Author(s): Henderson RJ
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Abstract Fatty acids in fish can arise from two sources: synthesis de novo from non-lipid carbon sources within the animal, or directly from dietary lipid. Acetyl-CoA derived mainly from protein can be converted to saturated fatty acids via the combined action of acetyl-CoA carboxylase and fatty acid synthetase. The actual rate of fatty acid synthesis de novo is inversely related to the level of lipid in the diet. Freshwater fish can desaturate endogenously-synthesized fatty acids to monounsaturated fatty acids via a delta 9 desaturase but lack the necessary enzymes for complete de novo synthesis of polyunsaturated fatty acids which must therefore be obtained preformed from the diet. Most freshwater fish species can desaturate and elongate 18:2(n-6) and 18:3(n-3) to their C20 and C22 homologues but the pathways involved remain ill-defined. Cyclooxygenase and lipoxygenase enzymes can convert C20 polyunsaturated fatty acids to a variety of eicosanoid products. The dietary ratio of (n-3) to (n-6) polyunsaturated fatty acids influences the pattern of eicosanoids formed. The beta-oxidation of fatty acids can occur in both mitochondria and peroxisomes but mitochondrial beta-oxidation is quantitatively more important and can utilise a wide range of fatty acid substrates.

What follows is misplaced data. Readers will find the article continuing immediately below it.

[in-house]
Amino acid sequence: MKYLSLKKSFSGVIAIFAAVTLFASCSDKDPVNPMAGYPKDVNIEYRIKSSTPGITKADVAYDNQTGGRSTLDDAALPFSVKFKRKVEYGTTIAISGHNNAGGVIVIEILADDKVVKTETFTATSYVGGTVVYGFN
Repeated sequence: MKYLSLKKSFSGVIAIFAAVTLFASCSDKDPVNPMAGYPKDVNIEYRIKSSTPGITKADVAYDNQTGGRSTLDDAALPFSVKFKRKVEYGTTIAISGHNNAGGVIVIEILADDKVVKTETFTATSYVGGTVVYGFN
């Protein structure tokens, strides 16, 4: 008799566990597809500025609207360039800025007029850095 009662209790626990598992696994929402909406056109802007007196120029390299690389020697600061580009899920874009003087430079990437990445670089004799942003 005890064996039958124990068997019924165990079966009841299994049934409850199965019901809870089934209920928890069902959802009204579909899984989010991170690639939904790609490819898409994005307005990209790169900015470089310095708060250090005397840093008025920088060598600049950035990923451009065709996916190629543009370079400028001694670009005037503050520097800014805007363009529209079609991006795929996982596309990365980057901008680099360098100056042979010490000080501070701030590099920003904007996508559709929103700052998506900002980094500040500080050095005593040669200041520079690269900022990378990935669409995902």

This article was published in Arch Tierernahr
and referenced in Journal of Aquaculture Research & Development